Zimbabwe’s commercial banks are under orders to restrict U.S. dollar transactions to companies and individuals with foreign payments to make, according to a central bank directive that demonstrates the slow progress of currency reforms.
The document, a measure of the foreign exchange controls that remain in place six days after authorities announced moves to ease chronic cash shortages, also states such transactions should be aimed at stimulating economic growth.
It was sent to banks on Friday and seen by Reuters on Tuesday.
Zimbabwe abandoned a discredited 1:1 dollar peg for its dollar-surrogate bond notes and electronic dollars last week, merging them into a lower-value transitional currency called the RTGS dollar.
It launched the RTGS dollar in a “managed float” at 2.5 per U.S. dollar, but as of Tuesday, banks had yet to start selling hard currency in cash.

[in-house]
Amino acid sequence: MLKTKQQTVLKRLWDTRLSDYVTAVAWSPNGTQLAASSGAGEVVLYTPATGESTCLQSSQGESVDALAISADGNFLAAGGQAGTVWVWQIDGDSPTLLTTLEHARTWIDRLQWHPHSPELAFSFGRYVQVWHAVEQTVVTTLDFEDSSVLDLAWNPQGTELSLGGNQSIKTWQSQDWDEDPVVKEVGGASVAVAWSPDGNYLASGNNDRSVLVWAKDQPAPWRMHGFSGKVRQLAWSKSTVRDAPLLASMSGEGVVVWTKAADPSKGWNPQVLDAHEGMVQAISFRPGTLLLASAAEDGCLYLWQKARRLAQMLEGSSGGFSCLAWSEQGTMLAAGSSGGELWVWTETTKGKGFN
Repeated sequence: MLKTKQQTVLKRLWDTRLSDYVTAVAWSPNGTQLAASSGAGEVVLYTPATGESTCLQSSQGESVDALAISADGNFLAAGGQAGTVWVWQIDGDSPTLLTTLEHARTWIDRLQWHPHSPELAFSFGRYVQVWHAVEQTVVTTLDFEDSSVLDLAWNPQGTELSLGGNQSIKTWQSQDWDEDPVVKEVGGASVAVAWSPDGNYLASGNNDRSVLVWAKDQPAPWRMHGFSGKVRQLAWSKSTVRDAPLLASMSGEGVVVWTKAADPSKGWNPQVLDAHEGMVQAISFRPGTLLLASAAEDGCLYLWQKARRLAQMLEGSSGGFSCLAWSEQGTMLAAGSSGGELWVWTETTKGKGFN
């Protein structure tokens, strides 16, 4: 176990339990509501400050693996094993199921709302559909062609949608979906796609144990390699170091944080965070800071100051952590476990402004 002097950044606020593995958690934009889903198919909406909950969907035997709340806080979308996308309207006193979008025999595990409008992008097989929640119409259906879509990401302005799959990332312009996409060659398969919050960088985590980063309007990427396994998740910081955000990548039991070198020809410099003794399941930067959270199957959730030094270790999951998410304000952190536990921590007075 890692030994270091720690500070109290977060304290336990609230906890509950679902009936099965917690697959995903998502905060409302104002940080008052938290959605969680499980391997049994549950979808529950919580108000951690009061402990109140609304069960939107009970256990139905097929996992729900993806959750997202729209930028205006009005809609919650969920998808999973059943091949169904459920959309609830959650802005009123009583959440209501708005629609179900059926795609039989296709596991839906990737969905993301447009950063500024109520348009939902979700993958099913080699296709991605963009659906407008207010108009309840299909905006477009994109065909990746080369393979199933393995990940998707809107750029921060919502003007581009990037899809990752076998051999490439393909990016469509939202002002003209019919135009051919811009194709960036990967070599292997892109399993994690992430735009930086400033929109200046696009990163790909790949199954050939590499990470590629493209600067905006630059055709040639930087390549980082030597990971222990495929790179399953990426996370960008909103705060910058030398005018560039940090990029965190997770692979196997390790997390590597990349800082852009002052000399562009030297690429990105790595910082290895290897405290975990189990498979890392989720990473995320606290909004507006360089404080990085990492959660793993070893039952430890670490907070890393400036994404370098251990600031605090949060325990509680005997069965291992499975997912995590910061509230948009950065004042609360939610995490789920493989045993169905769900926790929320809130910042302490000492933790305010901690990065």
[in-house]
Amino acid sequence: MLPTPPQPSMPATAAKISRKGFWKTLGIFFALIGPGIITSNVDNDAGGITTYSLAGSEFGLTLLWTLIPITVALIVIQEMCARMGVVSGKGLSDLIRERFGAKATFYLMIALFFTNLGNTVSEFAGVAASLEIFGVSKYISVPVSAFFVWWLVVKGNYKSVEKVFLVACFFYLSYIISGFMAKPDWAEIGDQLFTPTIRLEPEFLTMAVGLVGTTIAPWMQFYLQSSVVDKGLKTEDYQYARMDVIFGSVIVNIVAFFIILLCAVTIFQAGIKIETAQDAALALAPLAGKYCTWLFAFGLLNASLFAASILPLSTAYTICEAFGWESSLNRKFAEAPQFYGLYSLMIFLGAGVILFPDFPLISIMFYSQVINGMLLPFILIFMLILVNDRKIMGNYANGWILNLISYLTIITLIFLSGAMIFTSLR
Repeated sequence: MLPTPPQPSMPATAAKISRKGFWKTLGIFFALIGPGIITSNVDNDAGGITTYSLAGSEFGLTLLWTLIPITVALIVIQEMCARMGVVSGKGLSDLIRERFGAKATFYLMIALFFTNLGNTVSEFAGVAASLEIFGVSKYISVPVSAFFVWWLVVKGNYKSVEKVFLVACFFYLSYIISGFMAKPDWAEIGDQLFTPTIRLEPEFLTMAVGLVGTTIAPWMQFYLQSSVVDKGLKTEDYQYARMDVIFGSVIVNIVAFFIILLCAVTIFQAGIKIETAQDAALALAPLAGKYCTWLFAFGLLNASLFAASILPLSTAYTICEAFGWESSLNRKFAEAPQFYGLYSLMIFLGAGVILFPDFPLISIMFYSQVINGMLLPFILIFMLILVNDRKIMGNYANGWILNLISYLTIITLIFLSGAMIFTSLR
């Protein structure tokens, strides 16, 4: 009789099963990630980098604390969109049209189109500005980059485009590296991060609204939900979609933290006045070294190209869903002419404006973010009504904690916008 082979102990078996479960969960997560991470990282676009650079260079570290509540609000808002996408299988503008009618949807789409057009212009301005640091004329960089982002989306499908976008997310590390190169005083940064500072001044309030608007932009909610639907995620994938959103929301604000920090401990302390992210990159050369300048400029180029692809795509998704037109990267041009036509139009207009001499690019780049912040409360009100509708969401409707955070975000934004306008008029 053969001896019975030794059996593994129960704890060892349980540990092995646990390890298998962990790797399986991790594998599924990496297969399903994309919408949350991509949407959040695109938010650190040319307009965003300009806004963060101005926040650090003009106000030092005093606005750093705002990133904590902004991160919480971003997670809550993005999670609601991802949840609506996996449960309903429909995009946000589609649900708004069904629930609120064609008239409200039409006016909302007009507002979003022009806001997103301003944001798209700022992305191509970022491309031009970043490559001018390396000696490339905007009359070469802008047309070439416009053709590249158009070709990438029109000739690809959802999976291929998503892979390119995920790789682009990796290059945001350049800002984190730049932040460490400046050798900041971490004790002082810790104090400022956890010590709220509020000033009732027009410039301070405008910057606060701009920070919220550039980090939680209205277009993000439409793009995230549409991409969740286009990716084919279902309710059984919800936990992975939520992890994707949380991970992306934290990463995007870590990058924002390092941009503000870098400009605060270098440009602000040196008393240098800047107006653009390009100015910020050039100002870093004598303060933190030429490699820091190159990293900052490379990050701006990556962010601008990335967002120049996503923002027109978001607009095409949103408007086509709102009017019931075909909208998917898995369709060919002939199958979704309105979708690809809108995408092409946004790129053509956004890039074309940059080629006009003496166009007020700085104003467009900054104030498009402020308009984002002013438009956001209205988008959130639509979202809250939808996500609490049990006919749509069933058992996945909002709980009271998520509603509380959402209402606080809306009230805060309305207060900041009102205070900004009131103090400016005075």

Banks were only selling U.S. dollars to firms and individuals with invoices or receipts for imports deemed a priority, such as fuel and medicines.
“All interbank market sales to individuals and corporates shall be restricted to funding of external obligations,” and banks should submit dealing reports every two hours, the Reserve Bank of Zimbabwe (RBZ) directive said.
Dealers were encouraged to take steps “to ensure efficient utilisation of foreign currency that is tilted towards the productive sectors of the economy,” it added.
The state-owned Herald newspaper reported that Botswana had offered to lend Zimbabwe $600 million to support its diamond industry and private firms.